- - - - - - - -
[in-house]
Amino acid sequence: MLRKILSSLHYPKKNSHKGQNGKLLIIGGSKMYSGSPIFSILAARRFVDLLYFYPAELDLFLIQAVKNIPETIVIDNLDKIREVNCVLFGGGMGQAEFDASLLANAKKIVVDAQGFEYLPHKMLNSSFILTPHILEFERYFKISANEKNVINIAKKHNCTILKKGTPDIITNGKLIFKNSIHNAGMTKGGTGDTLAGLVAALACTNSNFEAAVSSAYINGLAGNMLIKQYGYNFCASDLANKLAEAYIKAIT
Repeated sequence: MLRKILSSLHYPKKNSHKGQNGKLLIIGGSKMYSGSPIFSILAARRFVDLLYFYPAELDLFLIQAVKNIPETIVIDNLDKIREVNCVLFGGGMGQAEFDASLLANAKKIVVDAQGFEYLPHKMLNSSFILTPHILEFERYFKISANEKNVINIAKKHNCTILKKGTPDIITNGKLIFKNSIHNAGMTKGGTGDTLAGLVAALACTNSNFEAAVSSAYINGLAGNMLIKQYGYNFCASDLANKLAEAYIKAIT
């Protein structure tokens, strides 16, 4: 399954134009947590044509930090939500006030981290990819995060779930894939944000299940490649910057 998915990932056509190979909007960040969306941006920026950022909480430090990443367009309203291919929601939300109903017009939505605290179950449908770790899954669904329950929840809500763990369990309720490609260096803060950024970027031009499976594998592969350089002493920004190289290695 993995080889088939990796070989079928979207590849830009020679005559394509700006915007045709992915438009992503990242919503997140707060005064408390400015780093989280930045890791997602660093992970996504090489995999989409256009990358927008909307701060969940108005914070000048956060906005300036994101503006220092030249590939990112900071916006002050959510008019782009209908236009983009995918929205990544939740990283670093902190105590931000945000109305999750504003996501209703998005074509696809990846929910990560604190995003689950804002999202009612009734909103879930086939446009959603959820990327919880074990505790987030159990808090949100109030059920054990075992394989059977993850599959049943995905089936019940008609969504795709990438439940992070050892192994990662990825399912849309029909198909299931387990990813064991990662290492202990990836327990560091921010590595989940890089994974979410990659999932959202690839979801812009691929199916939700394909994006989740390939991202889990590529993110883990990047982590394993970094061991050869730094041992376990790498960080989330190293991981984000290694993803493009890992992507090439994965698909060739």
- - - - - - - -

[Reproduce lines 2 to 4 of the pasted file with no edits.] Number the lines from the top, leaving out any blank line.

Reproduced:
Amino acid sequence: MLRKILSSLHYPKKNSHKGQNGKLLIIGGSKMYSGSPIFSILAARRFVDLLYFYPAELDLFLIQAVKNIPETIVIDNLDKIREVNCVLFGGGMGQAEFDASLLANAKKIVVDAQGFEYLPHKMLNSSFILTPHILEFERYFKISANEKNVINIAKKHNCTILKKGTPDIITNGKLIFKNSIHNAGMTKGGTGDTLAGLVAALACTNSNFEAAVSSAYINGLAGNMLIKQYGYNFCASDLANKLAEAYIKAIT
Repeated sequence: MLRKILSSLHYPKKNSHKGQNGKLLIIGGSKMYSGSPIFSILAARRFVDLLYFYPAELDLFLIQAVKNIPETIVIDNLDKIREVNCVLFGGGMGQAEFDASLLANAKKIVVDAQGFEYLPHKMLNSSFILTPHILEFERYFKISANEKNVINIAKKHNCTILKKGTPDIITNGKLIFKNSIHNAGMTKGGTGDTLAGLVAALACTNSNFEAAVSSAYINGLAGNMLIKQYGYNFCASDLANKLAEAYIKAIT
């Protein structure tokens, strides 16, 4: 399954134009947590044509930090939500006030981290990819995060779930894939944000299940490649910057 998915990932056509190979909007960040969306941006920026950022909480430090990443367009309203291919929601939300109903017009939505605290179950449908770790899954669904329950929840809500763990369990309720490609260096803060950024970027031009499976594998592969350089002493920004190289290695 993995080889088939990796070989079928979207590849830009020679005559394509700006915007045709992915438009992503990242919503997140707060005064408390400015780093989280930045890791997602660093992970996504090489995999989409256009990358927008909307701060969940108005914070000048956060906005300036994101503006220092030249590939990112900071916006002050959510008019782009209908236009983009995918929205990544939740990283670093902190105590931000945000109305999750504003996501209703998005074509696809990846929910990560604190995003689950804002999202009612009734909103879930086939446009959603959820990327919880074990505790987030159990808090949100109030059920054990075992394989059977993850599959049943995905089936019940008609969504795709990438439940992070050892192994990662990825399912849309029909198909299931387990990813064991990662290492202990990836327990560091921010590595989940890089994974979410990659999932959202690839979801812009691929199916939700394909994006989740390939991202889990590529993110883990990047982590394993970094061991050869730094041992376990790498960080989330190293991981984000290694993803493009890992992507090439994965698909060739």